7. I’ve been reasonably lucky in my time on the Interwebz. I’ve only dealt with a little bit of trolling- usually people with strong opinions about gaming stuff who take exception to some minor point. But that’s been relatively rare. I’ve got white male privilege on my side and I tend to avoid political statements and confrontation. So the public Q&A feed during my final RPG panel threw me off a little. Not just for the nastiness, but for the sheer stupidity of it. It seems like such a low-stakes arena to waste your time coming up with douchery. Weird.

8. I realized what I love even more than the play process of Microscope is the GM post-processing. Obviously that only really applies if you’re using a session to build a world for play. But I love going back and tightening connections between ideas and figuring out the bigger picture implied by the history. I have as much fun trying to suss out what elements can be used for play- finding great story hooks- as I do creating it at the table. That’s probably a selfish thing- I get to have my collaboration and then my personal control. Still, it works for me.

9. I really want and need to run and play more online.

10. All three panels I ran had great ideas. One piece of advice really hit me between the eyes. Over the years we’ve had many people leave our gaming groups- some from conflicts. That’s never easy. I opened the Handling Difficult Players panel with the idea that we wanted to play with the difficult players. We'd assume "Just don’t play with them" wasn’t viable for any number of reasons (friends, connections, etc). At the end though Filamena put a twist on that concept. She suggested that if you do have to ask someone to leave- in the end its about you not being able to provide the experience they want at the table. They need something else from the game- a different play style, a chance to argue, validation through dominance- that you as a GM can’t provide. Given that, they need to be playing with another group, one which can meet those needs. It might seem obvious to some, but it hadn’t clicked for me before.

11. I loved what the players came up with in the Fate Accelerated session. They spent some time building up resources, they established new stunts and aspects in play, and they pulled some things out of their asses. I’d plotted a bunch of different possible hooks and threads for the scenario and I wasn’t sure where they’d go. They went with the Burning Zeppelin Crash. Other scenario paths they didn’t follow: Threat of the Word Demon; Exploring the Dig Site; Secrets of the Holographic Library; and Corrupted Word Smiths.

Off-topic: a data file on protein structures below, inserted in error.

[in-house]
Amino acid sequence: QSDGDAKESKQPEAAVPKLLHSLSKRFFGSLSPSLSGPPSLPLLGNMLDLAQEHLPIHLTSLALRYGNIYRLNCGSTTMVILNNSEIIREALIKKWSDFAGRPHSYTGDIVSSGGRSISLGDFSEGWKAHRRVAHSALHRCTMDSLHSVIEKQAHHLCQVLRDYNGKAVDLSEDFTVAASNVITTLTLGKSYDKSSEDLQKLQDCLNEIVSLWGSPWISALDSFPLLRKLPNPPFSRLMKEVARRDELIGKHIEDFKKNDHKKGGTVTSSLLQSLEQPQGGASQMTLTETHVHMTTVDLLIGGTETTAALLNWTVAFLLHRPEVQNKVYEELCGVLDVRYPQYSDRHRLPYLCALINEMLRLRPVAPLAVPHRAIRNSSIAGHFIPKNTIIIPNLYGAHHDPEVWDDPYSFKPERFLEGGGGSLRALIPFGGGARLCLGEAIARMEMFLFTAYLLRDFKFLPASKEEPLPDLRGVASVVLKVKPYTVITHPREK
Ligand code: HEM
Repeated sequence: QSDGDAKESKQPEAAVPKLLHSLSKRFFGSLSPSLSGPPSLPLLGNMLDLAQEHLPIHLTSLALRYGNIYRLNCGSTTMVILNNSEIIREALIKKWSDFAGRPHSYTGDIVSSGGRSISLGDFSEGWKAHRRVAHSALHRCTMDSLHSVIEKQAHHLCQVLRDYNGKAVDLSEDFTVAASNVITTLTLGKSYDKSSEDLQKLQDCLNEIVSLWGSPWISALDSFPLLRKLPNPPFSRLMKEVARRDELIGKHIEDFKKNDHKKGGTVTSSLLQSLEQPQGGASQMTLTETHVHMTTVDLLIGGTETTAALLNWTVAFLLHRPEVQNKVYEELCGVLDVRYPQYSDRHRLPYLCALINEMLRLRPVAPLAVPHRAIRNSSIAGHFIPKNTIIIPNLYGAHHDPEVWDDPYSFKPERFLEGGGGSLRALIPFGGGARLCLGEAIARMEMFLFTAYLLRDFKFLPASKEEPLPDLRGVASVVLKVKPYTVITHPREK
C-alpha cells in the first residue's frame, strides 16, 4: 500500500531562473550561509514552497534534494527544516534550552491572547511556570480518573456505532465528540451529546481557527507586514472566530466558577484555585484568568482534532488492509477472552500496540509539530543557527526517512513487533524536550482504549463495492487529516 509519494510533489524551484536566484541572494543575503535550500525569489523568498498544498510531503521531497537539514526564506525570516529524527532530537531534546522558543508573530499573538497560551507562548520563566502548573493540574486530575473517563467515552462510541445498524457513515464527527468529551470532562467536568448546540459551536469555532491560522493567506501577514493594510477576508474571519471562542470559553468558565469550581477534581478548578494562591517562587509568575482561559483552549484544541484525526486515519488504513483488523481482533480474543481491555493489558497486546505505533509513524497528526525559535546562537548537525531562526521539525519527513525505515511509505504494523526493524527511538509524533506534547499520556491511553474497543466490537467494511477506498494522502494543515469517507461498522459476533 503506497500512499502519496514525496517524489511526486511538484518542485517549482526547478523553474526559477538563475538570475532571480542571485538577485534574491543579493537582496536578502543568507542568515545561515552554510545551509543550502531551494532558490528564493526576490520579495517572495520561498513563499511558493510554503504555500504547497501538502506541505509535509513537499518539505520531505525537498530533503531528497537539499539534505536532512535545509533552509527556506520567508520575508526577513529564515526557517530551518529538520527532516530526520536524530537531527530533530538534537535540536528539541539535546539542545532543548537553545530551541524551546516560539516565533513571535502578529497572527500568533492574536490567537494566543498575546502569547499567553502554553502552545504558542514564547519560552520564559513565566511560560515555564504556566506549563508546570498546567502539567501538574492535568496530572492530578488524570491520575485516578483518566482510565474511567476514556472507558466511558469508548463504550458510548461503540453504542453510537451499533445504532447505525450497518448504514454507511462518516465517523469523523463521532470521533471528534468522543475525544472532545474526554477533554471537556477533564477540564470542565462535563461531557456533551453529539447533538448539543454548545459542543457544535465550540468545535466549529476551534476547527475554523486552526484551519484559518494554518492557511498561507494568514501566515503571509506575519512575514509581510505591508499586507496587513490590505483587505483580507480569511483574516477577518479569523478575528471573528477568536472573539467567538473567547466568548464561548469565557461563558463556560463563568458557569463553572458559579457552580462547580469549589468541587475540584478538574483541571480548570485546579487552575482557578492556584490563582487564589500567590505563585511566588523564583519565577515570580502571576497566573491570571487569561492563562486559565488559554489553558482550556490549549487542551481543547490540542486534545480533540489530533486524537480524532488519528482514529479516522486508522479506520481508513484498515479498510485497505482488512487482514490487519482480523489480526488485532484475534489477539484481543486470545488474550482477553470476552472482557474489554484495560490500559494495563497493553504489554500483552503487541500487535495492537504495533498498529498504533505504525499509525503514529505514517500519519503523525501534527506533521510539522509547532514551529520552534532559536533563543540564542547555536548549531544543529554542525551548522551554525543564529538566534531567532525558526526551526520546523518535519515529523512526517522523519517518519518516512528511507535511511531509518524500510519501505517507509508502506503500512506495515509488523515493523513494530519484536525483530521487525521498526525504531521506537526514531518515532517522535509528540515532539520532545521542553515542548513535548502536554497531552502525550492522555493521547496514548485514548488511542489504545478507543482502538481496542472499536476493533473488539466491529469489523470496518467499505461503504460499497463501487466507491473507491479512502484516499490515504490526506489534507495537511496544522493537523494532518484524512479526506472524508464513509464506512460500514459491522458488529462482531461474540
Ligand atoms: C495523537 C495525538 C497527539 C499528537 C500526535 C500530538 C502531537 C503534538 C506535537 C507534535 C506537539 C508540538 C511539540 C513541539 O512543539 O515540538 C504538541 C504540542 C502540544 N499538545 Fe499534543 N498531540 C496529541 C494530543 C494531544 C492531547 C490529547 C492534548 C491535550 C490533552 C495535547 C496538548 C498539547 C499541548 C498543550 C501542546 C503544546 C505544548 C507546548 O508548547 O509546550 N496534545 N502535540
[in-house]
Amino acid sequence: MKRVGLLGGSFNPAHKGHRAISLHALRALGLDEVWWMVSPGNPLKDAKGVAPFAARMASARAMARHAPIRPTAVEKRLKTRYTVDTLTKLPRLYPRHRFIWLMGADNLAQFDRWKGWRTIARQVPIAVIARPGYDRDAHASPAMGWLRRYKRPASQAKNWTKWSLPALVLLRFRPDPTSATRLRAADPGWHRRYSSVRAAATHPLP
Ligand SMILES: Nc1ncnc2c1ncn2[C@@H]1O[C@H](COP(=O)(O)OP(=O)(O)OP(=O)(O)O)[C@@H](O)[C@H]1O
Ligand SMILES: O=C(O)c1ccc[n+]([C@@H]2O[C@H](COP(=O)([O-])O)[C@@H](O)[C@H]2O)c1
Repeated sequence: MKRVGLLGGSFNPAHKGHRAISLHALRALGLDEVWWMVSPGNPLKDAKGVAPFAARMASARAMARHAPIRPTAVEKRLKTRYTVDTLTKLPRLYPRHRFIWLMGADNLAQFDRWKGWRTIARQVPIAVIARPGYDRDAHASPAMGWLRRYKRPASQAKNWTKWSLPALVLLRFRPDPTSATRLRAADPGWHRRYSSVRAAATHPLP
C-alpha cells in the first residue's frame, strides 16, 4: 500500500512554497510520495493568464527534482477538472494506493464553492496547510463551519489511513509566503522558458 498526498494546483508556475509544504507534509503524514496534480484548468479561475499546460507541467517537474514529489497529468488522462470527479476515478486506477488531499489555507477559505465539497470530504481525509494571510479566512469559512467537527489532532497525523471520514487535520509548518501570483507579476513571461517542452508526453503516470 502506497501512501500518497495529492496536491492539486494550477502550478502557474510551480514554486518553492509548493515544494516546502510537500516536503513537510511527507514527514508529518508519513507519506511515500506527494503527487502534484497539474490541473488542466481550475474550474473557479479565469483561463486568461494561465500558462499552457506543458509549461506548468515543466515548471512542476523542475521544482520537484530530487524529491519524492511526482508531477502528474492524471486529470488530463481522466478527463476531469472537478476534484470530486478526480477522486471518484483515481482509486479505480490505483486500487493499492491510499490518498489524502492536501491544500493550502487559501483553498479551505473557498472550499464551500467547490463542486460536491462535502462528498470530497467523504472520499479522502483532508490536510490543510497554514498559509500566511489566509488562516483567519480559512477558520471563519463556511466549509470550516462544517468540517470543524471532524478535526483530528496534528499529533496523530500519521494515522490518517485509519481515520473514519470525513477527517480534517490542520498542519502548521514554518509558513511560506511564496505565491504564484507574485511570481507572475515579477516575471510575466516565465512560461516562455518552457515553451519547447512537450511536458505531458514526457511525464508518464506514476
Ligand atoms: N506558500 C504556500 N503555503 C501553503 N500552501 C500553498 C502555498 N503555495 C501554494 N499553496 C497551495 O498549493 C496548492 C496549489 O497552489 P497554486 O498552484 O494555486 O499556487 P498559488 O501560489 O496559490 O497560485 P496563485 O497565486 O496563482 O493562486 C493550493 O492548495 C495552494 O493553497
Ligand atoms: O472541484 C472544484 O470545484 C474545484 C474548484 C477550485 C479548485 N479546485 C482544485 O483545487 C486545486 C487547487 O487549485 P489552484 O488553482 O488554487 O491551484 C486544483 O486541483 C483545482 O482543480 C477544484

12. I’ve been to a bunch of conventions: GenCon, Origins, MichiCon, and many others. A ta guess, I’d say four dozen. Of those, I organized or helped with the management of a half dozen. I’ve also participated in a couple of online events.

Virtuacon was the most satisfying and fun convention I’ve attended. I enjoyed running my games here more than I have at f2f cons. I loved the lead up to the convention. I dug being able to run my panels. I appreciated the international flavor- with gamers from across Europe and North America. The UTC timing thing looked overly complicated to me, but the set-up encouraged players and GMs to run at odd times and get new people in.

The existence of a continuous online G+ Hangouts tavern gave a spine to the experience. I never went there, but I checked in and watched the discussion bounce around. I think that’s an amazing innovation and one other online cons should do if they can get a mass of participants. That combined with the diversity of voices appearing in the Virtuacon G+ community and on RPG Geek made the experience feel open, fun, and inclusive. 


  1. I only ran one game but it was a hell of a positive experience for me as well. Everyone that I talked to seem to have a great time. I also agree with 12. Of all the cons I have attended virtually or in real life, this one was the best.

  2. #10 is actually a tool I used as a manager. If I had people who would not perform, I would point blank ask them what their deal was: why aren't you doing this, what is wrong with this, where do you think the target should be? It helped me get inside their head. I could then help them better understand how they intersected with the task and why it was important to have it completed as desired. It also provided me with feedback to channel up the system. It also led to several, "You obviously are not happy here, what can you and I do to get you into a role within the company, or without, where you will be happy?"

    You can absolutely do the same with gaming. It will feel weird at first, but I think it goes a long way to gain buy in that the GM is not a douche and really just wants everyone to have a good time. The catch is not coming off as a "boss/manager."